I love that! There is no variation. No variables. There’s not even a shadow of turning. Not a hint. God doesn’t wake up grumpy or go to bed angry. He doesn’t tell us one thing today and another thing tomorrow. He is more constant than the rising and setting of the sun (see Isaiah 60:19-20).

This surety and steadfastness are extremely important qualities of God. If we are to have a solid foundation we can rely on, it must be immovable.

 

The Crutch of Circumstance

When I went through a rough patch in my early twenties, I realized that the world couldn’t offer me real joy. That’s when I began to truly seek God in my life.

Ten years later, as I was writing about joy, the Lord began to convict me once again. Life has been really good and, while I’ve been thankful to God for my blessings, I haven’t looked to Him as the source of my joy. Instead, I’ve limped around on the crutch of circumstance, accepting the mediocre happiness of the world. The fact that my circumstances were good doesn’t make my reliance on them (instead of God) any less of a sin.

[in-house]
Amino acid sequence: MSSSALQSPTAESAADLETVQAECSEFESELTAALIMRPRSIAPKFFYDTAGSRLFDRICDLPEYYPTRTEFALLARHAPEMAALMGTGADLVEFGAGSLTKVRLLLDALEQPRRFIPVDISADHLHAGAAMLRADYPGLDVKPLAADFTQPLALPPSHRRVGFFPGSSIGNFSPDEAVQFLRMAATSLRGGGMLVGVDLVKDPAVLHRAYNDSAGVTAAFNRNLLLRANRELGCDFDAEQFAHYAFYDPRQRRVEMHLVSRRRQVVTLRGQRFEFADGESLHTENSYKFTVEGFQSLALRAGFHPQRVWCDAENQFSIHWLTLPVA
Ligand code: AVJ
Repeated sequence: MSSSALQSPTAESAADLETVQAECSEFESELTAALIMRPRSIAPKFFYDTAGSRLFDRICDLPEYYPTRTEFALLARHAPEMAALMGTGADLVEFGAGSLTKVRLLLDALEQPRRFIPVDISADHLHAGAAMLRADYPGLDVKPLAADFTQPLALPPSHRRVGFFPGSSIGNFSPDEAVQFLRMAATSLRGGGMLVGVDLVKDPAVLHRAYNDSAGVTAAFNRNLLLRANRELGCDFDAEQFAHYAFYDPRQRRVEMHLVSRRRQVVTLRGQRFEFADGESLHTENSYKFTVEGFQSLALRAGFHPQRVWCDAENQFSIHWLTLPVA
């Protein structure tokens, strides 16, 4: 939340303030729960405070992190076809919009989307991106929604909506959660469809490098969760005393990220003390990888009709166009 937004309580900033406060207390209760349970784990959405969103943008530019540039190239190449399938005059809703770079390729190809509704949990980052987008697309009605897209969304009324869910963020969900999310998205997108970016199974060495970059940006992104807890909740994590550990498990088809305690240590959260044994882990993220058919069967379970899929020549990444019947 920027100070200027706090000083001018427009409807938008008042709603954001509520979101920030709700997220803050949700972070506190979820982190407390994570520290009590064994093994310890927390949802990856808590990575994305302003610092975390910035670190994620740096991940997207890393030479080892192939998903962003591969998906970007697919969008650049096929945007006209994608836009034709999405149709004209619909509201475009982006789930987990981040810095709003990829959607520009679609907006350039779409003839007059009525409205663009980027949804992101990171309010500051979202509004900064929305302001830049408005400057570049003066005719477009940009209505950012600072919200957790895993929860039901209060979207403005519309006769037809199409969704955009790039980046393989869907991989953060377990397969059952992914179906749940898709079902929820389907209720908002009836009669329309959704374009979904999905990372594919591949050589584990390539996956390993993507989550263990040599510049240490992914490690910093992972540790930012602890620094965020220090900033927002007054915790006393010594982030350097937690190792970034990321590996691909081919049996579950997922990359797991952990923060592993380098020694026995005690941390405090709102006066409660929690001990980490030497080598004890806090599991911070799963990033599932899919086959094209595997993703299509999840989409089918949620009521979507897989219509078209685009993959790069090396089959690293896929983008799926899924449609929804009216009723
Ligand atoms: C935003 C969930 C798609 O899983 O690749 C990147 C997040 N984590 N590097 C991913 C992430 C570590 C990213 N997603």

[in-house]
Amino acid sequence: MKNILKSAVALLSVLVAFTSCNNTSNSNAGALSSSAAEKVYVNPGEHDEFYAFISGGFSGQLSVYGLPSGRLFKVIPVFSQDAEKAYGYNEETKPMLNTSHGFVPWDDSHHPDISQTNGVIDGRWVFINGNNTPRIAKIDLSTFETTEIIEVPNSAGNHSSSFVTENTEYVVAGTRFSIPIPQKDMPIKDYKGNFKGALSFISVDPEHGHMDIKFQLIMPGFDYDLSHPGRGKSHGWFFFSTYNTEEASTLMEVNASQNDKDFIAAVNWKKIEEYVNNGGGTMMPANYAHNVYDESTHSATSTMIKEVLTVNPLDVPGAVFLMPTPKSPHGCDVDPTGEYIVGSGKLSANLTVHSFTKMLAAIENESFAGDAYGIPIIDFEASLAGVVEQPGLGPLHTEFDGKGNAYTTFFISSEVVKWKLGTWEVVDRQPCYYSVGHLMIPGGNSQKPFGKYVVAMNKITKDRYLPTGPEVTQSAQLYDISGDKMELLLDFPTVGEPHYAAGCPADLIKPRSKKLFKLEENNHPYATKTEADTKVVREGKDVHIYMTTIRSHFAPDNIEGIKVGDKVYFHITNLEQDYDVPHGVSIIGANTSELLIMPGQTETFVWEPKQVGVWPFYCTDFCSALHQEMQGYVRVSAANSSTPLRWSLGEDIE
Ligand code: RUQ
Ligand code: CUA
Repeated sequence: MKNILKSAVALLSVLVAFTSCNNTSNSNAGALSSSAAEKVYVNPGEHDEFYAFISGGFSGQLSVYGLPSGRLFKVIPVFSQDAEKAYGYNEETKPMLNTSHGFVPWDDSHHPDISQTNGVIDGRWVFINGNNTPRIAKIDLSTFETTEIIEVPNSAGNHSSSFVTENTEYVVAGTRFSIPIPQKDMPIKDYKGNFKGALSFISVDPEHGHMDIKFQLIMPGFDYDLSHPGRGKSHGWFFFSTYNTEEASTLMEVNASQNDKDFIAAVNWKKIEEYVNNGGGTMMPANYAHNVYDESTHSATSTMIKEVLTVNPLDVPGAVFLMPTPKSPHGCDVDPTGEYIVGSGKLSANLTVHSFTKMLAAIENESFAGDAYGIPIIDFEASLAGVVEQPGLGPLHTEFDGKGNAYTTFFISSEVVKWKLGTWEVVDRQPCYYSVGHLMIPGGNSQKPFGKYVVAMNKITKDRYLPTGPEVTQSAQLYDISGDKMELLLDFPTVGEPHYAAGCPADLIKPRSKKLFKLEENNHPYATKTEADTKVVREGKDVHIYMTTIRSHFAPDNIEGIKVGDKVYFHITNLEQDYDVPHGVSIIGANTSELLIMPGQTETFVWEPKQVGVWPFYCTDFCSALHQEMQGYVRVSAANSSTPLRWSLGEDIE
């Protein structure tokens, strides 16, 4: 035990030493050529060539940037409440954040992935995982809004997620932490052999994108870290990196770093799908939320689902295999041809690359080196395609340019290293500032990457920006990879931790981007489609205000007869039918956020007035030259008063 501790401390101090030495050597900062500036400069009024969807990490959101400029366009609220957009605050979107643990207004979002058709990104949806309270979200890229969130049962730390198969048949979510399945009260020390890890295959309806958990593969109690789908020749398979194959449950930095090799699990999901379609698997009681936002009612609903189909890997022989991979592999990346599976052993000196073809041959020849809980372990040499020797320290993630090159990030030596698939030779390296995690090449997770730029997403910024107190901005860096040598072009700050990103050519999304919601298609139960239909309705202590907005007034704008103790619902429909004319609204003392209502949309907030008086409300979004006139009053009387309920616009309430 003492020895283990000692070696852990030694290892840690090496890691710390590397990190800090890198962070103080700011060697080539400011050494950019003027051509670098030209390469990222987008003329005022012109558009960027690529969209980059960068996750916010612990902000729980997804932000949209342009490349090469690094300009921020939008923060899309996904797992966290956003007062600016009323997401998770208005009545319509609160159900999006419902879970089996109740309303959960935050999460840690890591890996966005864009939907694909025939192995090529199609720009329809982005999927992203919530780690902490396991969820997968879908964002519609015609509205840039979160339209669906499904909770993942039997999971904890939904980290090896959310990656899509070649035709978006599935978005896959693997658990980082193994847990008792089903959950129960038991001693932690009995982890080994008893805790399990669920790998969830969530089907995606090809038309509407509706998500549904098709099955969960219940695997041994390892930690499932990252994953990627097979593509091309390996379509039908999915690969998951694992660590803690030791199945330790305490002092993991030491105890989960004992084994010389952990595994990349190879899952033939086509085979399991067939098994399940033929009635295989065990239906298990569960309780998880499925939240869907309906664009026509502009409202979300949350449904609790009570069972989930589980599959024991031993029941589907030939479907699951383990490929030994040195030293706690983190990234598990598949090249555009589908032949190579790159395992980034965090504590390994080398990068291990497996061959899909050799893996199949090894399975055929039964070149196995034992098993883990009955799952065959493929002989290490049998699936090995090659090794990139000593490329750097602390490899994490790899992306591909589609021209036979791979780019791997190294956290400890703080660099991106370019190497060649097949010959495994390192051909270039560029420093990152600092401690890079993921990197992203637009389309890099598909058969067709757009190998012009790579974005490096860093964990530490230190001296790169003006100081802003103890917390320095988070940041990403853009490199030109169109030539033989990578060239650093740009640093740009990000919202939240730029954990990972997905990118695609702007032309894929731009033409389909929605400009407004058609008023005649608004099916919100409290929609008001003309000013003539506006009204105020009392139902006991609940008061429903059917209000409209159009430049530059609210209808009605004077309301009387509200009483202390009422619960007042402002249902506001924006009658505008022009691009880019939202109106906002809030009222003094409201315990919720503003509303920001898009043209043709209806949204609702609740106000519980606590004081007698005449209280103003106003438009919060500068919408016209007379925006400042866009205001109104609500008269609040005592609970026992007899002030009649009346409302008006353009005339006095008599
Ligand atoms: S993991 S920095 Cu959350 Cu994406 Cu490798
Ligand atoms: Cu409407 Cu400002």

So what did God do? Did He punish me? No, but He sure taught me a lesson! Here’s a short list of things I went through over the course of a few months:

  • Robby began to travel a lot. For a while, we had more days apart than together. I didn’t realize how much I relied on him for emotional support as well as all the work he does around the house.
  • Our sweet kitty, Sue, passed away. She was our fur-baby for over four years, so this was a huge loss for us. [Click here to read more about Sue.]
  • My parents sold the house we moved into when I was 13. I like their new house more, but letting go of the past can be difficult.
  • My grandfather had emergency surgery and, for a while, we weren’t sure if he was going to be all right. Thank God, he did heal completely, but it was a stressful time for all of us.